One of the most fascinating creations is language. What was the first language to ever be spoken? Who introduced it? How did we arrive to thousands of languages across the globe? Since there is no specific source of information on how languages came to be, there have been however several theories that try to explain this phenomenal creation.
- The Ding-Dong Theory
Just like today, early human reacts to qualities of objects in the environment. In the ding-dong theory, it is believed that the sound of the human was a correspondence to the things around them. This means that the first language basically was as a result of how things sounded.
- The Ta-Ta Theory
Within societies, body movements, hand gestures and lips are used as a form of communication. The Ta-Ta theory indicates that the early human would use hand movements and gestures to communicate and this is where the first language originated from. Humans used sounds and the tongue to make their message clear and with time, they were able to combine the sounds to make meaningful conversations.
- The Bow-Wow Theory
In this theory, it is said that the first language was developed as the early humans tried to imitate natural sounds. This resulted to onomatopoeic. There is an argument in this theory that most onomatopoeic words are not in any way connected with natural sounds. On the other hand, it is said to be a theory that make sense considering there are different languages in the world and each translates the natural sounds in their own way.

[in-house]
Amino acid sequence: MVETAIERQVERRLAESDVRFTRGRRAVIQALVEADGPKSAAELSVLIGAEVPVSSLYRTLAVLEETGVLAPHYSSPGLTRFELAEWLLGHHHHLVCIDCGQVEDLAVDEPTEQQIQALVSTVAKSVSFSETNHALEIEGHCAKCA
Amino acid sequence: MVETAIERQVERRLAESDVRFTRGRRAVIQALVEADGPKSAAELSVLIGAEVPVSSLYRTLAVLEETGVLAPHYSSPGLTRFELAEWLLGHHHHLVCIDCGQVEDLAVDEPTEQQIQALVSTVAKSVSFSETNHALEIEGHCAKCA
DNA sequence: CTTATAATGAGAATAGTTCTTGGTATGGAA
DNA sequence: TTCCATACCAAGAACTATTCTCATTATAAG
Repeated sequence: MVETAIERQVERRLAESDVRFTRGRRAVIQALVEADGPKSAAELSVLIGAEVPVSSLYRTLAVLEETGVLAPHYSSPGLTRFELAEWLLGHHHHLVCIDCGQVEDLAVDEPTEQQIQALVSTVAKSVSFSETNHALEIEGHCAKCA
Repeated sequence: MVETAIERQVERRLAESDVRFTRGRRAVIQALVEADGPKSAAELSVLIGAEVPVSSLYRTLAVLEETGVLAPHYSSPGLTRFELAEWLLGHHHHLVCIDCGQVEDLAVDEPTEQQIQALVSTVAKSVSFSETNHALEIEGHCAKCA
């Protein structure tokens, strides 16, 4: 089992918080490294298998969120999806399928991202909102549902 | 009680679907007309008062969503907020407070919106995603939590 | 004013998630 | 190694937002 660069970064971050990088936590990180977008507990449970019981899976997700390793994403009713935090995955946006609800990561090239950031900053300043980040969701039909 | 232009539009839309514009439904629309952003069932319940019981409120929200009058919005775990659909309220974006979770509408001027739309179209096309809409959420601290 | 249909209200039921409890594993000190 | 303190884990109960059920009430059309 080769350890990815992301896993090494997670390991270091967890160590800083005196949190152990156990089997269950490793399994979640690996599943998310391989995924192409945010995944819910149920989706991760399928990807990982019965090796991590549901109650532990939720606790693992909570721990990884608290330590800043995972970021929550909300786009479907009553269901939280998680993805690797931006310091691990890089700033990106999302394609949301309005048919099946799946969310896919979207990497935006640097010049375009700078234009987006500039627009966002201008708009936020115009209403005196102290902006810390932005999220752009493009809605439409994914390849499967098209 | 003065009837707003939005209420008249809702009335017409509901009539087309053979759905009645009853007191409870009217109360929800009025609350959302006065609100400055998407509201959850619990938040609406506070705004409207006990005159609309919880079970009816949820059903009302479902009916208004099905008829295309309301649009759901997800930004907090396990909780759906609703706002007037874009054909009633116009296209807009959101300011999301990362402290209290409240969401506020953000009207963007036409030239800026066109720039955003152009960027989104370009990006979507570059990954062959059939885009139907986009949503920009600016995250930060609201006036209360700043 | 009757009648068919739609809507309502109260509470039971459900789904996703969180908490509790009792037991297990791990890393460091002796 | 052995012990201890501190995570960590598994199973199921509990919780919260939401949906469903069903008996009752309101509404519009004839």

- The Yo-He-Ho Theory
During physical exertion or heavy physical labor, humans make sounds. This is to show how uncomfortable they are. The Yo-He-Ho theory indicates that this resulted to the first language. The groans and grunts that people make under such circumstances influenced this. The language evolved better when the physical labor was rhythmic.
- The La-La Theory
This is an interesting theory that explains how language evolved. The La-La theory states that, poetic sensibility, songs, love and play had a great influence in language development. These are the things that inspired speech according to Otto Jespersen, a Danish linguist.
The language origin has been such a complicated research that its discussion was banned back in the year 1866. It’s a research that has been a huge challenge to scientists. The names of these early theories were given nicknames to try and match their origin.